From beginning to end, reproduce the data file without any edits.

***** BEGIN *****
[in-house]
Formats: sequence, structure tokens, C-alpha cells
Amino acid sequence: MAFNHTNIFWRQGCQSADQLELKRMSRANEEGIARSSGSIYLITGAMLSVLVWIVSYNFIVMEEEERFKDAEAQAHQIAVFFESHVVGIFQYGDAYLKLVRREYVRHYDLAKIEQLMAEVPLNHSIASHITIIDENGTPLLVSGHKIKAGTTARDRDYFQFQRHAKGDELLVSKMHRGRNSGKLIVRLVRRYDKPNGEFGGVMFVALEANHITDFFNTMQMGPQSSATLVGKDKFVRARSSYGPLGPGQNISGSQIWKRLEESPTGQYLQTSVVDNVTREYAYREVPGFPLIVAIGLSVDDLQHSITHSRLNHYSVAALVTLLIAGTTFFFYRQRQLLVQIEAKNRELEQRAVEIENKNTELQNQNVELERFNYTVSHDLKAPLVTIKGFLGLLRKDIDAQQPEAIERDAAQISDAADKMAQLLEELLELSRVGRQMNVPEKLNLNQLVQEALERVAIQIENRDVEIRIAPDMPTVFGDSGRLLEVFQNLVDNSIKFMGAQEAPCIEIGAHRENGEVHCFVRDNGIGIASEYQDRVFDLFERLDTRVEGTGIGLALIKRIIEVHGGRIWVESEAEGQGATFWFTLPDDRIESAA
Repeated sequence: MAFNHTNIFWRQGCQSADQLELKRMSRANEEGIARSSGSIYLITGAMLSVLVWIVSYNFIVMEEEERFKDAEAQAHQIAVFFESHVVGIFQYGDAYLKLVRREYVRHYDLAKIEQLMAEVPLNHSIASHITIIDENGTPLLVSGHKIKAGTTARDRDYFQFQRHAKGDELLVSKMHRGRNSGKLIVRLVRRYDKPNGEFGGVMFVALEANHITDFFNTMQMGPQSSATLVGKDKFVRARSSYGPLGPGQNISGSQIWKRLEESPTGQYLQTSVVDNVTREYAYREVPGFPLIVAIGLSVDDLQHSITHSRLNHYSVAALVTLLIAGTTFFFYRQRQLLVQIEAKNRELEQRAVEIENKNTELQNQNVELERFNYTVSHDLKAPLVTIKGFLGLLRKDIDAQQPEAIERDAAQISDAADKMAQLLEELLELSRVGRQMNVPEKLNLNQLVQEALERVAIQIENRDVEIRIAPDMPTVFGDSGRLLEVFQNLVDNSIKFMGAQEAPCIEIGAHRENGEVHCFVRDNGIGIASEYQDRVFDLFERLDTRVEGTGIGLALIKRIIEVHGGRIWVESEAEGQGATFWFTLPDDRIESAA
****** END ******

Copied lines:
[in-house]
Formats: sequence, structure tokens, C-alpha cells
Amino acid sequence: MAFNHTNIFWRQGCQSADQLELKRMSRANEEGIARSSGSIYLITGAMLSVLVWIVSYNFIVMEEEERFKDAEAQAHQIAVFFESHVVGIFQYGDAYLKLVRREYVRHYDLAKIEQLMAEVPLNHSIASHITIIDENGTPLLVSGHKIKAGTTARDRDYFQFQRHAKGDELLVSKMHRGRNSGKLIVRLVRRYDKPNGEFGGVMFVALEANHITDFFNTMQMGPQSSATLVGKDKFVRARSSYGPLGPGQNISGSQIWKRLEESPTGQYLQTSVVDNVTREYAYREVPGFPLIVAIGLSVDDLQHSITHSRLNHYSVAALVTLLIAGTTFFFYRQRQLLVQIEAKNRELEQRAVEIENKNTELQNQNVELERFNYTVSHDLKAPLVTIKGFLGLLRKDIDAQQPEAIERDAAQISDAADKMAQLLEELLELSRVGRQMNVPEKLNLNQLVQEALERVAIQIENRDVEIRIAPDMPTVFGDSGRLLEVFQNLVDNSIKFMGAQEAPCIEIGAHRENGEVHCFVRDNGIGIASEYQDRVFDLFERLDTRVEGTGIGLALIKRIIEVHGGRIWVESEAEGQGATFWFTLPDDRIESAA
Repeated sequence: MAFNHTNIFWRQGCQSADQLELKRMSRANEEGIARSSGSIYLITGAMLSVLVWIVSYNFIVMEEEERFKDAEAQAHQIAVFFESHVVGIFQYGDAYLKLVRREYVRHYDLAKIEQLMAEVPLNHSIASHITIIDENGTPLLVSGHKIKAGTTARDRDYFQFQRHAKGDELLVSKMHRGRNSGKLIVRLVRRYDKPNGEFGGVMFVALEANHITDFFNTMQMGPQSSATLVGKDKFVRARSSYGPLGPGQNISGSQIWKRLEESPTGQYLQTSVVDNVTREYAYREVPGFPLIVAIGLSVDDLQHSITHSRLNHYSVAALVTLLIAGTTFFFYRQRQLLVQIEAKNRELEQRAVEIENKNTELQNQNVELERFNYTVSHDLKAPLVTIKGFLGLLRKDIDAQQPEAIERDAAQISDAADKMAQLLEELLELSRVGRQMNVPEKLNLNQLVQEALERVAIQIENRDVEIRIAPDMPTVFGDSGRLLEVFQNLVDNSIKFMGAQEAPCIEIGAHRENGEVHCFVRDNGIGIASEYQDRVFDLFERLDTRVEGTGIGLALIKRIIEVHGGRIWVESEAEGQGATFWFTLPDDRIESAA